April 24, 2009

The New Moose Warning and the New Moose Critic

Role Design

A role is something that classes do. Usually, a role encapsulates some piece of behavior or state that can be shared between classes. It is important to understand that roles are not classes. You cannot inherit from a role, and a role cannot be instantiated. We sometimes say that roles are consumed, either by classes or other roles.

A role can be composed into a class. In practical terms, this means that all of the methods and attributes defined in a role are added directly to (we sometimes say "flattened into") the class that consumes the role. These attributes and methods then appear as if they were defined in the class itself. A subclass of the consuming class will inherit all of these methods and attributes.

– Dave Rolsky in Moose::Manual::Roles

Roles can be composed to create new roles. This is not like inheritance; this operation is actually commutative summation. This does not establish a hierarchy, instead it creates a composite role with the methods, attributes, requirements, etc. of its component roles. If two or more roles in the composition provide different methods with the same name, a conflict is generated. Such conflicts do not immediately issue fatal errors, but they must be resolved at composition time. One of the ways a role consumer can resolve such a conflict is by providing its own implementation of the conflicted method name. The method could do whatever the programmer sees fit, but it is most sensible for this custom implementation to invoke the conflicting methods from the component roles.

For example, consider two roles that provide a validate method. A class can consume the summation of these two roles. Since the two component roles each attempted to contribute a validate method, validate is a conflicted method in the composite role. To resolve this conflict, a consuming class must define its own validate method. The class's validate method should generally call the validate method of both roles. However, the class needs some way to disambiguate the two roles' validate methods so that it can call each in turn. For this reason, roles support method aliasing. The consumer can alias each role's validate methods. Aliasing only adds a new name for a method; it does not change the name of any method. That means the original validate methods are still conflicting. The consuming class can provide a validate method to resolve this conflict, whose implementation calls each role's aliased validate.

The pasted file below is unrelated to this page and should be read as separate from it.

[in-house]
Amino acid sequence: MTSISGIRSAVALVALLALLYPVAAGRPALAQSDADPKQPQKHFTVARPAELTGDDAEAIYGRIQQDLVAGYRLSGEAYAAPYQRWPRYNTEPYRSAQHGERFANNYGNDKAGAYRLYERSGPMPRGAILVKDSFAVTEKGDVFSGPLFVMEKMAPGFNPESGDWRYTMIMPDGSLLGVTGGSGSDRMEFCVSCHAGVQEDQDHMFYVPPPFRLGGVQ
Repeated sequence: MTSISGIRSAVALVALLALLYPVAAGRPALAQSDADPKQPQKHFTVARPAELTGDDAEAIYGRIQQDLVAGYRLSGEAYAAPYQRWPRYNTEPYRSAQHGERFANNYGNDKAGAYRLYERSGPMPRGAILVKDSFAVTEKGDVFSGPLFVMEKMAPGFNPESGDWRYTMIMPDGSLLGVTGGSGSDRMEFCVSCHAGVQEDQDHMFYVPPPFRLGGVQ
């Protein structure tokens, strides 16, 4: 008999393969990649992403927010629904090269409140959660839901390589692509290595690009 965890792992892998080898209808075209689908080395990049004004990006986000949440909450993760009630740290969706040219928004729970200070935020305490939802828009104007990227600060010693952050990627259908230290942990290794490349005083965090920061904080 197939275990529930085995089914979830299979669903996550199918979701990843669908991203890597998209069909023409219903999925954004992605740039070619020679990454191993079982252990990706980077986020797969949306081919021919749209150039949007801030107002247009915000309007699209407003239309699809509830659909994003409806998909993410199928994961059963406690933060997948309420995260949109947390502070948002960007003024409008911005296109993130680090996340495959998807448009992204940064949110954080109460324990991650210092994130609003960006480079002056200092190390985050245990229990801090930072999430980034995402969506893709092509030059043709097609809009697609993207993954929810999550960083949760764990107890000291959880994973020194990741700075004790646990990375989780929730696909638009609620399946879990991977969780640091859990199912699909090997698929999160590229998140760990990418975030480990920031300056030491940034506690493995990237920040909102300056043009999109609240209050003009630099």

# this "with" sums the two roles then applies one role to the class
with (
    'Role::Foo' => { alias => { validate => 'validate_foo' } },
    'Role::Bar' => { alias => { validate => 'validate_bar' } },

sub validate {
    my $self = shift;

While this may seem like a lot of effort, role design has very nice theoretical and practical properties. Unlike multiple inheritance and mixins, roles issue an error when there is an unresolved naming conflict. The programmer has good tools for resolving conflicts: method aliasing, method exclusion, and method overriding. In our above example, the consuming class could have excluded the validate method from one of the two roles so that there would be no conflict (since only one role is providing a method with that name). Finally, the consuming class could have overridden the conflicted validate method. The overriding implementation may not need to call the component roles' validate methods, perhaps obviating the need for aliasing. The example above used a combination of aliasing and overriding. All of these features are available even when there are no method conflicts, granting additional flexibility to roles.

The New Moose Warning

Ovid has written eleven articles on roles since March 4th (as of this posting). Most of them have praised roles and explained his happiness with how comprehensible his large class role space has become. However, in Not All Features Are Useful (Moose Roles), Ovid describes his frustration at spending a long time trying to discover an unintentional use of the method overriding feature. Which is silent.